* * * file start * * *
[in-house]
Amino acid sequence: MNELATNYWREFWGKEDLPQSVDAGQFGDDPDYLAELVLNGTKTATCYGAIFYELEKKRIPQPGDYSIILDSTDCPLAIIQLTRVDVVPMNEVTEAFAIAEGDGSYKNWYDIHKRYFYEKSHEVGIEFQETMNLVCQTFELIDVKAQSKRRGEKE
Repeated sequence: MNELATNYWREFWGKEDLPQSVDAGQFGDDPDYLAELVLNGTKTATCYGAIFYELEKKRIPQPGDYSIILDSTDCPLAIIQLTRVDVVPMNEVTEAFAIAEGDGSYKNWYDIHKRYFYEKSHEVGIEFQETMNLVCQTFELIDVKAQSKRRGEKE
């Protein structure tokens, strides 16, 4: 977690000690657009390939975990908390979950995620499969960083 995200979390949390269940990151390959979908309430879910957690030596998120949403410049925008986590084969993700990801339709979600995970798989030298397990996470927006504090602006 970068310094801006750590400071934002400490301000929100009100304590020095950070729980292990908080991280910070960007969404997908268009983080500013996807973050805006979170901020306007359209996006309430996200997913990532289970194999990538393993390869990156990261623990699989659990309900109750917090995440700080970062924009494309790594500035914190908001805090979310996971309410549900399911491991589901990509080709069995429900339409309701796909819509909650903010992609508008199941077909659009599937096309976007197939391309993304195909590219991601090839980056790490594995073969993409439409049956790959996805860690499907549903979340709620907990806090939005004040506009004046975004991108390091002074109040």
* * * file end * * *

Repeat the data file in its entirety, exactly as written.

[in-house]
Amino acid sequence: MNELATNYWREFWGKEDLPQSVDAGQFGDDPDYLAELVLNGTKTATCYGAIFYELEKKRIPQPGDYSIILDSTDCPLAIIQLTRVDVVPMNEVTEAFAIAEGDGSYKNWYDIHKRYFYEKSHEVGIEFQETMNLVCQTFELIDVKAQSKRRGEKE
Repeated sequence: MNELATNYWREFWGKEDLPQSVDAGQFGDDPDYLAELVLNGTKTATCYGAIFYELEKKRIPQPGDYSIILDSTDCPLAIIQLTRVDVVPMNEVTEAFAIAEGDGSYKNWYDIHKRYFYEKSHEVGIEFQETMNLVCQTFELIDVKAQSKRRGEKE
């Protein structure tokens, strides 16, 4: 977690000690657009390939975990908390979950995620499969960083 995200979390949390269940990151390959979908309430879910957690030596998120949403410049925008986590084969993700990801339709979600995970798989030298397990996470927006504090602006 970068310094801006750590400071934002400490301000929100009100304590020095950070729980292990908080991280910070960007969404997908268009983080500013996807973050805006979170901020306007359209996006309430996200997913990532289970194999990538393993390869990156990261623990699989659990309900109750917090995440700080970062924009494309790594500035914190908001805090979310996971309410549900399911491991589901990509080709069995429900339409309701796909819509909650903010992609508008199941077909659009599937096309976007197939391309993304195909590219991601090839980056790490594995073969993409439409049956790959996805860690499907549903979340709620907990806090939005004040506009004046975004991108390091002074109040």